assay. To estimate the analytical performance of Ventana ALK and OFA in an orthogonal analysis; a total of 50 samples (22 Ventana ALK and OFA negatives, 9 Ventana ALK+, 7 OFA+, and 12 Ventana ALK and OFA positives) were analyzed using a qPCR based EML4-ALK fusion gene detection kit (AmoyDx) as benchmark. Results: The frequencies of ALK fusions detected were 3,76% and 3,69% by Ventana ALK and OFA respectively, with 57,1% of samples giving discordant results between Ventana ALK and OFA techniques. The orthogonal analysis revealed that both, Ventana ALK and OFA, have a sensitivity of 75% [CI95%:51-91]. However, OFA presents higher specificity than Ventana ALK (96% vs. 88%). This difference has a post hoc statistical power of 97%. While Ventana ALK test can detect only the aberrant ALK accumulation, by using NGS it was possible to establish that the most common ALK gene fusion was between exon 20 of ALK and 6 of EML4. Conclusion: Considering this analysis a preliminary assessment, when OFA and Ventana ALK are compared using "real world" lung adenocarcinoma samples, OFA presents an advantage against Ventana ALK test in specificity. Also, NGS can detect multiple mutations at the same time using a small amount of sample. The use of this technique unlocks the possibility to identify patients that can be treated using targeted therapies.
Introduction: Cancer is the second leading cause of death in the world, and it is expected to be the main cause by the year 2030. Current trends of higher incidence and the introduction of new treatments lead to the challenge of treating more people with increasing costs per capita. In Brazil, current and future challenges are even more significant because of the limited resources destined for healthcare. Methods:We propose a methodology to compare cost-effectiveness performance with a regression of cancer lethality against the resources available for different nations, using the gross domestic product and the mortality-to-incidence ratio. Our objective is to evaluate and compare outcomes observed in Brazil.Results: According to our methodology, Brazil is performing well in breast and prostate cancer (observed lethality 9% and 15% lower than expected, respectively). It performs close to expected in colon (0.8% higher) and cervix (2% higher). However, lung cancer had a higher lethality than expected (6.5% higher). We also found that breast, prostate and cervical cancers are the primary sites more related to income. Lung cancer had the weakest relationship with resources. Conclusion:Brazil has different cost-effectiveness results in the management of cancer depending on the primary site. Also, national income has a significant and heterogeneous effect on the lethality of different tumour types. This economic analysis is important for low-to middle-income countries seeking to evaluate cancer outcomes in limited-resource settings.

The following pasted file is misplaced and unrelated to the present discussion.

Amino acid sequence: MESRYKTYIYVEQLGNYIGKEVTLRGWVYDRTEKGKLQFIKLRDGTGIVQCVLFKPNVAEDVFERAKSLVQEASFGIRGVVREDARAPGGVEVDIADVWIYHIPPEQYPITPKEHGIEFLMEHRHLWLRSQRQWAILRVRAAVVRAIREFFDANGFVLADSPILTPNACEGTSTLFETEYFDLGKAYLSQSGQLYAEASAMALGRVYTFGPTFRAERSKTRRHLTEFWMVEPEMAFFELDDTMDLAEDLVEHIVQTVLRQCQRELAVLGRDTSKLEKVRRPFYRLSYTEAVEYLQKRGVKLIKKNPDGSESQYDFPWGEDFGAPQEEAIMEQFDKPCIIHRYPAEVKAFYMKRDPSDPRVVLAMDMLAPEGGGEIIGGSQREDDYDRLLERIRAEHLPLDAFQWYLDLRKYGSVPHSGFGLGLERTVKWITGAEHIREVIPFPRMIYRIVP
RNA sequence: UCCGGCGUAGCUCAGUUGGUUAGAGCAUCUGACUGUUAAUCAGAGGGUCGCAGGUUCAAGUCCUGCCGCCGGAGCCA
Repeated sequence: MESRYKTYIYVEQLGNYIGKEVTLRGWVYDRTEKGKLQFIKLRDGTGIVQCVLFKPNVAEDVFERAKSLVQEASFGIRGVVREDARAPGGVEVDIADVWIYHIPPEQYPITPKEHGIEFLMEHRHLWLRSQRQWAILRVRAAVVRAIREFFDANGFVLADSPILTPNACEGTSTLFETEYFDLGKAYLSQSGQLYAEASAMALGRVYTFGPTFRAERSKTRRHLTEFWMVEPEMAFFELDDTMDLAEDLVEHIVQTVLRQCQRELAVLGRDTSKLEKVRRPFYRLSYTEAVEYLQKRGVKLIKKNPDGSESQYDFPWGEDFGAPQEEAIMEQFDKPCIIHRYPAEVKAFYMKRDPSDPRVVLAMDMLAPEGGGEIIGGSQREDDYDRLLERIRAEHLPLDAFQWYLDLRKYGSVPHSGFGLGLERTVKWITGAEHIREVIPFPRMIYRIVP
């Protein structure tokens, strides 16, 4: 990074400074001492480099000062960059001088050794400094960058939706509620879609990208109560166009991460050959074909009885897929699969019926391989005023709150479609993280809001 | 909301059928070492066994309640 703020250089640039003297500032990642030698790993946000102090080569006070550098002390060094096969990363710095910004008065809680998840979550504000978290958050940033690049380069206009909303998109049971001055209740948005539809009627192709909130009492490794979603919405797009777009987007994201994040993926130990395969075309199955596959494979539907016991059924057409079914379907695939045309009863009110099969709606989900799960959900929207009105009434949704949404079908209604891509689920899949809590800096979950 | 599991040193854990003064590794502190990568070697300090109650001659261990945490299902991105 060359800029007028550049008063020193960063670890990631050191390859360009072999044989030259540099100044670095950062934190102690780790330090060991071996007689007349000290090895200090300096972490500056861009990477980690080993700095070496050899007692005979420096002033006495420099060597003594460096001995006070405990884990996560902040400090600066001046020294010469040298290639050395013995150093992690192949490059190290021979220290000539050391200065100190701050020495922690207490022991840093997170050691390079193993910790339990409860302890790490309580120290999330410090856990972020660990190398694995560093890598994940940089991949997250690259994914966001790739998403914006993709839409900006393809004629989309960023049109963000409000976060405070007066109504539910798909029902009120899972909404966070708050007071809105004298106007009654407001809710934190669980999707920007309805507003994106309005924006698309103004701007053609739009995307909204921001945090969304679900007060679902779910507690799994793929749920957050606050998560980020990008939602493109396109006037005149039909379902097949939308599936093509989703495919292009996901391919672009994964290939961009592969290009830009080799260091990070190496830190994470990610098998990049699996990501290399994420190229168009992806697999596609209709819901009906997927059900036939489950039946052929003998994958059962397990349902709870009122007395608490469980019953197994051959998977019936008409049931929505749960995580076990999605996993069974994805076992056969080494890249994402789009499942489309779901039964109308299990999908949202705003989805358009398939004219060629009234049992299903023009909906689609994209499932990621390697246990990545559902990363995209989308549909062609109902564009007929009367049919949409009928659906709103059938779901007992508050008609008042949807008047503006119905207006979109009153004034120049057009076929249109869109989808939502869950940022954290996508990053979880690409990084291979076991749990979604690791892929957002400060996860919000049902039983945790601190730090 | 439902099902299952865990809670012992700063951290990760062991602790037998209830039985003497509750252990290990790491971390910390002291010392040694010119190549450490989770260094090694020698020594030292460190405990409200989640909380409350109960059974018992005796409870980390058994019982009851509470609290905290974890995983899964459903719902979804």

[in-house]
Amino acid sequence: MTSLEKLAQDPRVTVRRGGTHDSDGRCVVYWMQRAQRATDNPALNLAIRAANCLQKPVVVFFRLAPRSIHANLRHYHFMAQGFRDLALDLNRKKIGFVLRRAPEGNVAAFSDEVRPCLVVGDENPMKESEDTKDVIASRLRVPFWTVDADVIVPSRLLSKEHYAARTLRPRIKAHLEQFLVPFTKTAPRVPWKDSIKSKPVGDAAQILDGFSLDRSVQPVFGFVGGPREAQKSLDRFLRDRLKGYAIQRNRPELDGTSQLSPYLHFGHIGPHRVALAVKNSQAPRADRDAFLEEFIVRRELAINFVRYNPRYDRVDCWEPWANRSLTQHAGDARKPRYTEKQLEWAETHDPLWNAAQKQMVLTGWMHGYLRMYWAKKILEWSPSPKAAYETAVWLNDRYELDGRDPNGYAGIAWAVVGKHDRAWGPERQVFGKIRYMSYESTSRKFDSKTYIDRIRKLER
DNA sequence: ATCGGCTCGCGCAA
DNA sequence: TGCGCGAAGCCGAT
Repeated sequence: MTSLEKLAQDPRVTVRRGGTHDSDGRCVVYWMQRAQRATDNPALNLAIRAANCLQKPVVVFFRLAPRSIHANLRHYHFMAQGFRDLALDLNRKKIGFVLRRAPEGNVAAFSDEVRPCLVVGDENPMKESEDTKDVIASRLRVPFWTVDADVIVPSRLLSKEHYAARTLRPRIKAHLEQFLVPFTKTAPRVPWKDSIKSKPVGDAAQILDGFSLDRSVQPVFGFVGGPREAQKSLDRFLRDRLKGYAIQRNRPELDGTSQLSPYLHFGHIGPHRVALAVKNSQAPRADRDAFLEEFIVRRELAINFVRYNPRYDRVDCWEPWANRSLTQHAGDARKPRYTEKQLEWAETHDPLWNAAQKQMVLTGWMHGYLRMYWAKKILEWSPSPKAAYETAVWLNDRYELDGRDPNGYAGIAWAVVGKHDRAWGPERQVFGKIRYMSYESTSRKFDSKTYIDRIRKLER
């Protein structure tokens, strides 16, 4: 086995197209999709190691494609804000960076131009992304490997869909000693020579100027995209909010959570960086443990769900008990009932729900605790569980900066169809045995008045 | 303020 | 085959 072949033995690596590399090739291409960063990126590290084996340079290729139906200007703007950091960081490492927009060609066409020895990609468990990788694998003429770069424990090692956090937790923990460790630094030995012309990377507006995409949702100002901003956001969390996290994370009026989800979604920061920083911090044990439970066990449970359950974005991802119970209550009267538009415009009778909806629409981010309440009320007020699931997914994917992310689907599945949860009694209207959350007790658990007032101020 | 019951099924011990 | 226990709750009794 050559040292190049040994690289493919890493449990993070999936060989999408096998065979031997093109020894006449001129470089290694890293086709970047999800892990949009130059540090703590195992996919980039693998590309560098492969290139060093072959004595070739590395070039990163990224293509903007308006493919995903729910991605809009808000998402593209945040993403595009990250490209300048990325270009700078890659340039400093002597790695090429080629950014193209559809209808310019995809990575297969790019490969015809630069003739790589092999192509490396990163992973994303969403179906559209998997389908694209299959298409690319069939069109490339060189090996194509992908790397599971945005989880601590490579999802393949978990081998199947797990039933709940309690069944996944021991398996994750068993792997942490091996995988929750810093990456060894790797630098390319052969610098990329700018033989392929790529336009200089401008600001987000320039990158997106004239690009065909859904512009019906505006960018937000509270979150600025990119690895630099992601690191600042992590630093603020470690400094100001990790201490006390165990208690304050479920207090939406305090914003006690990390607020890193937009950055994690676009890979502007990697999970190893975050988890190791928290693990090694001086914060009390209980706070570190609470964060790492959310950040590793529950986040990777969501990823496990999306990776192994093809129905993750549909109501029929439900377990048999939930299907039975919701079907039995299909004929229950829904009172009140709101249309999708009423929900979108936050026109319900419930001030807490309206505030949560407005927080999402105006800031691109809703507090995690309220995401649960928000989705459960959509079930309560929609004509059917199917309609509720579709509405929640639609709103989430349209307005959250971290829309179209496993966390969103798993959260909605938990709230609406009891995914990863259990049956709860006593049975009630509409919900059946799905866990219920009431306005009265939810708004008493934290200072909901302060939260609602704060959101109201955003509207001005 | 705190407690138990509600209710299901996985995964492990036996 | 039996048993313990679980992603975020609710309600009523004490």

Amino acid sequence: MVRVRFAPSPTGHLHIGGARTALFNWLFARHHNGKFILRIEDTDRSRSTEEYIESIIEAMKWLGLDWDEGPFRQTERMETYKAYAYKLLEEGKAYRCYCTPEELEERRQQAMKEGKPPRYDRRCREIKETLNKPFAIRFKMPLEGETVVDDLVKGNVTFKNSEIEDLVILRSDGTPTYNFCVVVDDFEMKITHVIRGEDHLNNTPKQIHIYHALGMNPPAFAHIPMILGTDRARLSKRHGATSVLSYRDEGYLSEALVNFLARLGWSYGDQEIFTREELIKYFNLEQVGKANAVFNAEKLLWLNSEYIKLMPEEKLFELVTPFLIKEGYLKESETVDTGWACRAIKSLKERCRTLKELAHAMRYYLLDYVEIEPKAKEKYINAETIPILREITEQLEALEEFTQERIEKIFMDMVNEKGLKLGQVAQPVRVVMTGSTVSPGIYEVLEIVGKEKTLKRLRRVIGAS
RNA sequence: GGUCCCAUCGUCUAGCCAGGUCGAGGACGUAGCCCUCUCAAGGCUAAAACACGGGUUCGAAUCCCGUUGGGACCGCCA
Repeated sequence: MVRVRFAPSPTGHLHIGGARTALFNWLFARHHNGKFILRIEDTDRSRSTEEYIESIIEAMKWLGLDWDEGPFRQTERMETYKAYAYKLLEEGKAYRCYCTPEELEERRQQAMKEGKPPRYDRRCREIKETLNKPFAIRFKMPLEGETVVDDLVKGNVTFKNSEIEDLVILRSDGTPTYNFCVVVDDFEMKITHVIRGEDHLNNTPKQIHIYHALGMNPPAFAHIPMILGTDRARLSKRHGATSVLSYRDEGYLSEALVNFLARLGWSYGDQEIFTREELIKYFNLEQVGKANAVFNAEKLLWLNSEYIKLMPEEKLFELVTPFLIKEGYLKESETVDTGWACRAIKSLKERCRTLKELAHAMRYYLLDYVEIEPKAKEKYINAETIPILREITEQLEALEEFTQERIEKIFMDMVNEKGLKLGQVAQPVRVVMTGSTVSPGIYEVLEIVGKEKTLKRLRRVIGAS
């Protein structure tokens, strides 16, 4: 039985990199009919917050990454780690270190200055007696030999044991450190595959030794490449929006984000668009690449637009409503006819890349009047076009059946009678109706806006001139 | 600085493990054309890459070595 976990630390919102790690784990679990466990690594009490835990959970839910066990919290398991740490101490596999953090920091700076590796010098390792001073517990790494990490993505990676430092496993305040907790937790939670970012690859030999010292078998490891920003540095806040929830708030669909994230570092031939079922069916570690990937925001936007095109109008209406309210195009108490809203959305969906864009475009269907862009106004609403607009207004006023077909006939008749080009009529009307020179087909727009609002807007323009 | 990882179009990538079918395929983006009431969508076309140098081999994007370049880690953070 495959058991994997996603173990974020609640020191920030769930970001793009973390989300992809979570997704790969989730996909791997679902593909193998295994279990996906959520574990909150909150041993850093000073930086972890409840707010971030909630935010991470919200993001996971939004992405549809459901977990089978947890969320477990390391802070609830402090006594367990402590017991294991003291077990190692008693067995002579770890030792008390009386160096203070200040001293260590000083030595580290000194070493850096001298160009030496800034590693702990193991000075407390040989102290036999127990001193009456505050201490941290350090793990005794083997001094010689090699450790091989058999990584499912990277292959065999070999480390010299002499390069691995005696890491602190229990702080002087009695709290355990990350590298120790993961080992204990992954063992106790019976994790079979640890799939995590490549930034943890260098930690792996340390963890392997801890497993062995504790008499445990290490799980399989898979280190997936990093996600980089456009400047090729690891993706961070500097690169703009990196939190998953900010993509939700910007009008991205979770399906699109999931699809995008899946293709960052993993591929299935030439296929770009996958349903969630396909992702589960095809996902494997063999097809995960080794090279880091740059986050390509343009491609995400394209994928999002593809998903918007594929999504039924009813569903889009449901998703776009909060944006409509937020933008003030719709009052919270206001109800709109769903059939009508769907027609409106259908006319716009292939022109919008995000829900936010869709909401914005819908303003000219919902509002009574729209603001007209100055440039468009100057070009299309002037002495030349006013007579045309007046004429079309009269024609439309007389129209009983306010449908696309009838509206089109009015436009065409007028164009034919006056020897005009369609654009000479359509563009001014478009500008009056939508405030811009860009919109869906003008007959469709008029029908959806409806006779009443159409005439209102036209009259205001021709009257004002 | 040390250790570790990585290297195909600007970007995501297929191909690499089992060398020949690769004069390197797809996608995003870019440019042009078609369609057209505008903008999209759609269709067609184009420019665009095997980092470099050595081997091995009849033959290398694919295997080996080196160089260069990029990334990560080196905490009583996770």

BACKGROUND: Immune checkpoint inhibitors (ICI) have shown clinical benefit among patients with advanced kidney cancer. Their cost burden hardens its access, especially in low- and middle-income countries. To set solutions, the impact of geographical and socioeconomic differences in the clinical outcomes and survival of renal cell carcinoma (RCC) patients needs to be explored. OBJECTIVE: This review aimed to understand if geographical differences affected the clinical outcomes of RCC patients receiving immunotherapy. METHODS: This study reviewed 45 studies that examined the OS and PFS of RCC patients undergoing ICI (2010–2020) selected from a 3028-study database search conducted on PubMed and grey literature. The selected studies were divided into groups: Asia, multicentric studies, Europe and Anglo-America. The lethality and income of the geographical locations were measured and discussed. RESULTS: Weighted average (WAVG) of mPFS and mOS were 8,47 months, and 40,6 months in Asia. The WAVG of mOS were 12.2 months, and 20.22 months in the Anglo-American population (15 studies; 943 patients). In multicentric studies (4 studies; 1834 patients) the WAVG mPFS was 10,06. European group (13 studies; 3143 patients) had 6.1 and 20.24 months mPFS and mOS, respectively. The exploratory analysis on income and RCC lethality has shown an absolute decline of 8.7% (CI 10.1 to 7.3% - p < 0.05) in RCC lethality, when income is raised by 100% . CONCLUSION: Clinical benefit from ICI varies across the globe. A wide access to ICI, and evaluation of biological aspects of the disease will allow a better understanding of the impact of geographic regions in the clinical outcome of patients receiving ICI and the etiology of potential differences.